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How Much Do Pets Cost: What No One Tells You

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Forge Your Wealth is meant for education and entertainment and should not be considered financial advice.

The Coronavirus pandemic has made many Americans turn to pets for companionship with New York and Los Angelos reporting 70% increase in adoptions and many animal shelters running out of adoptable pets. Unfortunately, I believe there are two reasons this has happened, and none are for the benefit of people staying at home. I believe this was to decrease the overhead of housing these pets and in anticipation of needing room for pets. Many shelters are seeing increases of abandoned pets from people dying of the virus and animal shelters around my old hometown are already seeing the increase of pet abandonment due to a loss of income, or the fear of it. In fact, the article I have linked gives contact information for people who need help paying for food for their animals if you need assistance.

While people see pets as good companions, pets are also a large liability. Might as well get that out of the way, people are going to hate me for this post. I know my cat-loving editor will as well. Please do note, I actually love pets (although I do/can not own one). I will actually write a post about the benefits of having a pet in the future to make up for this post.

I could write about how much the feed, toys, medicine, etc. for your pets cost. However, there are already many posts about these types of costs. Instead, I will address how much pets will cost that no one brings up, and that are well hidden.

Pets Are Additional Tenants

Believe it or not, many landlords can charge additional rent or a deposit if you have an additional tenant. Landlords do not want their apartments to become overcrowded or noisy. Plus, there are fire hazards with too many people. Besides, I cannot imagine 3 people living in 300 square feet, much less 5 or more and I know many are familiar with that overcrowded living conditions.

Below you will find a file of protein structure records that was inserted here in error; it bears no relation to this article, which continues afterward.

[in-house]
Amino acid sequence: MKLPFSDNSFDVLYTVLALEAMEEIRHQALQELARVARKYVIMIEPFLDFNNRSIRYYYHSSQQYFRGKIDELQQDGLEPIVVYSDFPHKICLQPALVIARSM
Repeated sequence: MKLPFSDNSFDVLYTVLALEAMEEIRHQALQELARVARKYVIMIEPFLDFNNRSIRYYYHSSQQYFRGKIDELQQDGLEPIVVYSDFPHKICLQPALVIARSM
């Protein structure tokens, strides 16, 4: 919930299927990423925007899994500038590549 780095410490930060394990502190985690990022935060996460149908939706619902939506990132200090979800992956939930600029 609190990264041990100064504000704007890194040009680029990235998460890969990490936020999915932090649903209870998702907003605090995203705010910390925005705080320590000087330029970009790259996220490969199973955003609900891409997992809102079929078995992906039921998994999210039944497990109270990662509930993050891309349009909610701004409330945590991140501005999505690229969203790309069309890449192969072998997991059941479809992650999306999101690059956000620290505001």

However, there are laws saying that you can have two tenants per bedroom plus one tenant. For instance, if you are renting a 4 bedroom residence, you can generally have 9 tenants (4 bedrooms X 2 tenants/bedroom + 1 tenant). Now what about a pet? It does not matter how many bedrooms you have, in most rentals adding a single furry pet requires additional costs. Deposits, fees, and additional rent could easily add an additional several hundred to over $1,000 annually.

Pet-Friendly Apartments Just Cost More

It seems like landlords can add several different words to their rental to make it more costly. One of the most infamous is “luxury.” However, the other word that will raise the price of a rental is the word “pet-friendly.” That word alone will increase your rent significantly. In fact, landlords commonly increase rent by 20-30% with the word pet-friendly. Keep in mind, the median rent in the US is $1,012/month. That will be a couple thousand extra in rent each year.

It is worth mentioning that luxury apartments tend to be pet-friendly in my experience. The additional price of rent may be related.

Pets Make Your Housing Less Appealing